The purpose of this paper is to analyse Coca-Cola as an organisation and to identify potential strategic growth opportunities (appendix 1). In order to identify strategies that are likely to attract customers and contribute to the success of the business as a whole, it is necessary to consider a number of factors. This paper will begin by discussing these critical factors including the nature of the competitive arena (market share), market penetration, the development of new markets, product development and product diversification (Trifiletti, 2002).
In order to develop strategic growth opportunities, it is essential to analyse the current situation of the company and the factors that are critical to future success (Grundy, 1995). In order to select the correct growth strategies for the organisation, it is necessary to analyse the organisation’s current market share. From the following information it is possible to ascertain that Coca-Cola are currently the CSD market leader in many countries across the world. In addition, trends in the market display little fluctuation in terms of competing companies share of the CSD market.
In 2000, Coca-Cola was the best-selling soft drink in supermarkets in the USA (Kotler, 2000). In the same year, Coca-Cola held a 44. 1% share of the American consumer soft drinks (CSD) market. Their closest competitor was Pepsi, who held a 31. 4% share of the overall market. The CSD market remains to be Coca-Cola’s primary line of business activity. In essence, Coca-Cola may choose to diversify their product range and attempt to capitalise on opportunities that lie out with the CSD market (Sheperd & Shanley, 1998).
This is one potential growth strategy that Coca-Cola could explore in order to attract new customers and expand the overall size of the business. Coca-Cola have subsidiaries in countries all over the world and are easily able to dominate the CSD market on a global basis. Although this indicates the size and power of the company, it may suggest that the CSD market has very little left to offer in terms of growth potential. According to Shepherd and Shanley (1998), there are two possible strategies that a market leader can adopt in order to promote organisational growth.
Hanan (1987) refers to the first of these options as ‘organic growth’. This occurs when an organisation seek to expand by increasing existing market share by diversifying into new product lines and categories. Alternatively, a company like Coca-Cola could attempt to induce organic growth by increasing the level of consumption of existing customers (Henderson, 1984). The second of these strategic growth opportunities relates to the acquisition of new companies in order to expand the size of the organisation (Hanan, 1987).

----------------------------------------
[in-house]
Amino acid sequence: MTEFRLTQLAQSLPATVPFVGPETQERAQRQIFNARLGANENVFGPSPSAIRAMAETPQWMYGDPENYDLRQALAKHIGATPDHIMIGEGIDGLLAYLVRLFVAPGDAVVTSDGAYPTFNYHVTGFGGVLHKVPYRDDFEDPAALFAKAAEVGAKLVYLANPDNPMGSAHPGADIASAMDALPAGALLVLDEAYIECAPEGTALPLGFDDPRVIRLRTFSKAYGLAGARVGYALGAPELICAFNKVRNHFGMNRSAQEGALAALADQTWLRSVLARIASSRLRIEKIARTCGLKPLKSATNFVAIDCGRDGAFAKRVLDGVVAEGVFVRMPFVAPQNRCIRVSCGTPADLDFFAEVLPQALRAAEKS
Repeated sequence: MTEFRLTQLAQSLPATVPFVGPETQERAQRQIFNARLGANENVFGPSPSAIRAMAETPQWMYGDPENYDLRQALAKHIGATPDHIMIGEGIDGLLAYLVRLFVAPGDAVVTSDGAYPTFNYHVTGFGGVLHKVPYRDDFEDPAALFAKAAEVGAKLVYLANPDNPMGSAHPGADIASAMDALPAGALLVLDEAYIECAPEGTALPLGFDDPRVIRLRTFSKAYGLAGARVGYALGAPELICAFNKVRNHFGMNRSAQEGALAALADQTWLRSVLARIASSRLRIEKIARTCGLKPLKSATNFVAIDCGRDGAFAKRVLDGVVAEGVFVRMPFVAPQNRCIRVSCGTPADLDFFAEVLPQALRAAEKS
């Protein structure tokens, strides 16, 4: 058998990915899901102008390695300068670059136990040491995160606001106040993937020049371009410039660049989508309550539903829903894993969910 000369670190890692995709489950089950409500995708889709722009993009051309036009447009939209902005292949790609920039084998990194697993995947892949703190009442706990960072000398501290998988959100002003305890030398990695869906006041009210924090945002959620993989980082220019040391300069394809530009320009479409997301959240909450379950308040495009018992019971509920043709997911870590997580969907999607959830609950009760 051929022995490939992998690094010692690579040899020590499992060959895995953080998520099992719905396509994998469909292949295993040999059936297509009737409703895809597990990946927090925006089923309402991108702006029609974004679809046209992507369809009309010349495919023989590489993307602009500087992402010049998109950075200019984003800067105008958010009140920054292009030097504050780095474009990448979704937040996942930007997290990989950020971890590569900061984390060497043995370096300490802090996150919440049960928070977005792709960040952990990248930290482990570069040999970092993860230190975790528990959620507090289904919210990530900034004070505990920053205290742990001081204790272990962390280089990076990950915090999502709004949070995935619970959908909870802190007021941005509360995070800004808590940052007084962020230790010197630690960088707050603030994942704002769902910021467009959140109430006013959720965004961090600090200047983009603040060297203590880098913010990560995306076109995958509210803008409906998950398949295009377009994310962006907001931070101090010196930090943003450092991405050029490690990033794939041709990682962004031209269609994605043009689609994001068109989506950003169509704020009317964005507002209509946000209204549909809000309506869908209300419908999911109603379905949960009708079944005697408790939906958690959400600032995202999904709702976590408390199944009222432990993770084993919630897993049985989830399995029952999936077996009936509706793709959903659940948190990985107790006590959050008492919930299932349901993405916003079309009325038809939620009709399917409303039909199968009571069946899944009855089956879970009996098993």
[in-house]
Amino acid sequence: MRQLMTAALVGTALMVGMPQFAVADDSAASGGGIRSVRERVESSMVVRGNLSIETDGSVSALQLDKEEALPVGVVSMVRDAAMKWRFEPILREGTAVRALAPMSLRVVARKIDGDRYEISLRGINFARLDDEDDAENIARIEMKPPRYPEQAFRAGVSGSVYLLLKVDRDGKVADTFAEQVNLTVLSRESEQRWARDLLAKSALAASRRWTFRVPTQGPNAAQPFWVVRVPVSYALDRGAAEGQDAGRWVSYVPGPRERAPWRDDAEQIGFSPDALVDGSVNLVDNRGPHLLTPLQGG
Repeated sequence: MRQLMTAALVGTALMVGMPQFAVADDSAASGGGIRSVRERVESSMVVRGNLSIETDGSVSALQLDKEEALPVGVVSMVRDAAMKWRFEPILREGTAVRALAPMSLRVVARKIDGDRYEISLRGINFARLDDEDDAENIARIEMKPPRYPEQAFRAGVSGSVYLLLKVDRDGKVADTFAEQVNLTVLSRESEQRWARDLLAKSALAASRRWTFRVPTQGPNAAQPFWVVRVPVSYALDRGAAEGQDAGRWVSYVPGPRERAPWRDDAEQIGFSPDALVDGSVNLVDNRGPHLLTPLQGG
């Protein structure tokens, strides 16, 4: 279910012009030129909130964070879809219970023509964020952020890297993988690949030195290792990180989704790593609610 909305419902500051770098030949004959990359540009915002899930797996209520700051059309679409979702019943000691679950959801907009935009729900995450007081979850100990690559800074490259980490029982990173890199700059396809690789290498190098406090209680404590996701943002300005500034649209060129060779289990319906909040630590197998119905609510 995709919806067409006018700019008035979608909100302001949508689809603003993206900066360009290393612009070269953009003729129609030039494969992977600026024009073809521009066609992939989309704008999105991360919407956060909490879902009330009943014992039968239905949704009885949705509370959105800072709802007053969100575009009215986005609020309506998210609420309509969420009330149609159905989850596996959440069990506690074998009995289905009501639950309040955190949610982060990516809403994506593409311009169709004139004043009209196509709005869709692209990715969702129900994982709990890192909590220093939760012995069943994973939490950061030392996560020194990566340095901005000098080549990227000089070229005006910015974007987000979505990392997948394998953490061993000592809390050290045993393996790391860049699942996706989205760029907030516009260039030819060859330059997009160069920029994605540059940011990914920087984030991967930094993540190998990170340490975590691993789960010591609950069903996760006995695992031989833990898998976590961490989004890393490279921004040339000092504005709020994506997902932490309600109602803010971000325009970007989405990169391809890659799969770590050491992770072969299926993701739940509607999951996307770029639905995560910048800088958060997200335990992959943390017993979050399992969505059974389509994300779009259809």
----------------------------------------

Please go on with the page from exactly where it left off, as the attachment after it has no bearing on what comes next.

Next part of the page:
These two strategic options are both potential sources of growth for the organisation. As a multinational organisation, Coca-Cola constantly seeks to increase the consumption levels of their products all over the world. According to Kotler (2000), there are a number of ways in which an organisation can attempt to increase the usage levels of a product. Firstly, Coca-Cola may choose to embark upon a promotional campaign in order to reinforce the company’s brand image in the mind of the consumer. Secondly, Coca-Cola may choose to alter the price of certain product lines.
This may occur in the form of what Brassington and Pettit (1998) refer to as price skimming. This allows the organisation to reduce the price of certain products for a short period of time in order to make the product more appealing to the consumer. In addition, the organisation can make improvements to their service by modifying and speeding up the distribution process and increasing the overall selection of products (Trifiletti, 2002). This can also increase consumption levels and potentially assist the organisation in the process of customer acquisition (Egan, 2000).
However, both of these strategies are designed to increase sales volume over a short period of time and the purpose of this report is to identify potential growth strategies that can benefit the company in the long-term (Chisnall, 1995). This is similar to what occurred during the ‘cola wars’ of the 1980’s. During this period of time, Pepsi launched an advertising campaign based upon the idea of ‘the Pepsi challenge’. At the time, Pepsi experienced a heightened market share and managed to penetrate further into the domestic CSD market without actually changing its product (Kotler, 2000).
However, this growth orientated marketing strategy only proved to be beneficial until Coca-Cola responded with a new advertising campaign. After this occurred, Pepsi experienced a slow decline in terms of market penetration until the American CSD market returned to its original state. According to Chisnall (1995), it is pertinent to consider the role that consumer brand loyalty occupies within the buyer decision-making process. Coca-Cola has a recipe that has been established for over a century; therefore, any alteration to the product itself could be severely detrimental to the state of the organisation.
Within the context of this assertion, it is possible to identify a number of strategies that could promote growth and development within the Coca-Cola company. Firstly, the organisation could aim to increase its profile by concentrating on marketing activities that incorporate a high degree of Corporate Social Responsibility (CSR) (Schlegelmilch, 1998). This could involve a marketing programme that aims to invest in schools and colleges that are situated in areas of the USA that are poor and in need of economic regeneration.
This could hold a number of advantages for Coca-Cola as an organisation. Firstly, it would allow them to tie up contracts with schools and colleges so that they can only distribute Coca-Cola branded products in restaurants and cafeterias. Secondly, this conveys an image that Coca-Cola is concerned about society and the youth of America. According to Smith and Quelch (1996), organisations that choose to focus heavily on philanthropic gestures and CSR can often increase sales and profitability in the long-term.